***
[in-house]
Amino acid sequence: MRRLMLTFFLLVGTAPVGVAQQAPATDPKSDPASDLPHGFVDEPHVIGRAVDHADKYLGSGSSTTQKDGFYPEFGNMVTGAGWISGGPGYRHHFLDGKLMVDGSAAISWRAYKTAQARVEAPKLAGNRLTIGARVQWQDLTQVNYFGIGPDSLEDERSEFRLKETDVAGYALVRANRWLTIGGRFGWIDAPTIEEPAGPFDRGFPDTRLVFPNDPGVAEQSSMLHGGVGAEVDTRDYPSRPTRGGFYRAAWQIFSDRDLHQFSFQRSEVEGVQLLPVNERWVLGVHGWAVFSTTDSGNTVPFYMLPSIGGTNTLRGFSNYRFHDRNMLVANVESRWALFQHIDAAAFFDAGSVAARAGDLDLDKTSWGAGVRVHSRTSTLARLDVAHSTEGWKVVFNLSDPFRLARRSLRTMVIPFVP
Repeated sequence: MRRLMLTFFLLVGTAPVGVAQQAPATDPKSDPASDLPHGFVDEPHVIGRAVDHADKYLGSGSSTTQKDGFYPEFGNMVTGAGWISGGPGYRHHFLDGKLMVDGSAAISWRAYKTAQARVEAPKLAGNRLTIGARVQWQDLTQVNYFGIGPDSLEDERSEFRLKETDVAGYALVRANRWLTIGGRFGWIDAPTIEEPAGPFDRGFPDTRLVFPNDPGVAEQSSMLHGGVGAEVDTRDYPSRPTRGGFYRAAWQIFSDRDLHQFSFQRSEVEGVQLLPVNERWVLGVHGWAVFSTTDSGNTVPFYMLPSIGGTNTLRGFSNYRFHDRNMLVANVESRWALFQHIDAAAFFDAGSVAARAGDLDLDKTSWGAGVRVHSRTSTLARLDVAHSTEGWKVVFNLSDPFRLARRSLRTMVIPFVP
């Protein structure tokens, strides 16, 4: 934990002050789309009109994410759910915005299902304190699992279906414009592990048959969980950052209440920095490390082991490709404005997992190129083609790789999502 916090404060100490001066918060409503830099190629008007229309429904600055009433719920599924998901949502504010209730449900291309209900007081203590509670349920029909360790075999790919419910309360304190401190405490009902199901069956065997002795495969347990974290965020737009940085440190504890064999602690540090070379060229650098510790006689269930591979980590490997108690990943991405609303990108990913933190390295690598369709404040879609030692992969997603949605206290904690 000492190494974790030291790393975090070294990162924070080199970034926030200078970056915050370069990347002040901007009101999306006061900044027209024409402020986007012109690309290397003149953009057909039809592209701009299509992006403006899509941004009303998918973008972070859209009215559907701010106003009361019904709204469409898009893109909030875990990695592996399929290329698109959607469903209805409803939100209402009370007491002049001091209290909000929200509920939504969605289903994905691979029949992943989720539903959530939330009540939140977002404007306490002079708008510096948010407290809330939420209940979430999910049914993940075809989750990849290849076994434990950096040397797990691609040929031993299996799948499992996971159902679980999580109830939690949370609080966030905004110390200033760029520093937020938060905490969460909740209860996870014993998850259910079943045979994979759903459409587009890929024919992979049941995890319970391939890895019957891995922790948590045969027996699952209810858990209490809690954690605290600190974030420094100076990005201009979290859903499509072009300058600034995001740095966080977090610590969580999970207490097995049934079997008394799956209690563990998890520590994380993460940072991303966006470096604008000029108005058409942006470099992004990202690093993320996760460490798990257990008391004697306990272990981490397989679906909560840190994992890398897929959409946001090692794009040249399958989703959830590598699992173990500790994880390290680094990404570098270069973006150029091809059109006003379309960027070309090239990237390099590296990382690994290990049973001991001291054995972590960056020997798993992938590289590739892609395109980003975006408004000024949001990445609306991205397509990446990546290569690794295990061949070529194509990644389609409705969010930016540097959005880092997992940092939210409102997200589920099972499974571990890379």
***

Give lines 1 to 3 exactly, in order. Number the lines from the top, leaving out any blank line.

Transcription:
[in-house]
Amino acid sequence: MRRLMLTFFLLVGTAPVGVAQQAPATDPKSDPASDLPHGFVDEPHVIGRAVDHADKYLGSGSSTTQKDGFYPEFGNMVTGAGWISGGPGYRHHFLDGKLMVDGSAAISWRAYKTAQARVEAPKLAGNRLTIGARVQWQDLTQVNYFGIGPDSLEDERSEFRLKETDVAGYALVRANRWLTIGGRFGWIDAPTIEEPAGPFDRGFPDTRLVFPNDPGVAEQSSMLHGGVGAEVDTRDYPSRPTRGGFYRAAWQIFSDRDLHQFSFQRSEVEGVQLLPVNERWVLGVHGWAVFSTTDSGNTVPFYMLPSIGGTNTLRGFSNYRFHDRNMLVANVESRWALFQHIDAAAFFDAGSVAARAGDLDLDKTSWGAGVRVHSRTSTLARLDVAHSTEGWKVVFNLSDPFRLARRSLRTMVIPFVP
Repeated sequence: MRRLMLTFFLLVGTAPVGVAQQAPATDPKSDPASDLPHGFVDEPHVIGRAVDHADKYLGSGSSTTQKDGFYPEFGNMVTGAGWISGGPGYRHHFLDGKLMVDGSAAISWRAYKTAQARVEAPKLAGNRLTIGARVQWQDLTQVNYFGIGPDSLEDERSEFRLKETDVAGYALVRANRWLTIGGRFGWIDAPTIEEPAGPFDRGFPDTRLVFPNDPGVAEQSSMLHGGVGAEVDTRDYPSRPTRGGFYRAAWQIFSDRDLHQFSFQRSEVEGVQLLPVNERWVLGVHGWAVFSTTDSGNTVPFYMLPSIGGTNTLRGFSNYRFHDRNMLVANVESRWALFQHIDAAAFFDAGSVAARAGDLDLDKTSWGAGVRVHSRTSTLARLDVAHSTEGWKVVFNLSDPFRLARRSLRTMVIPFVP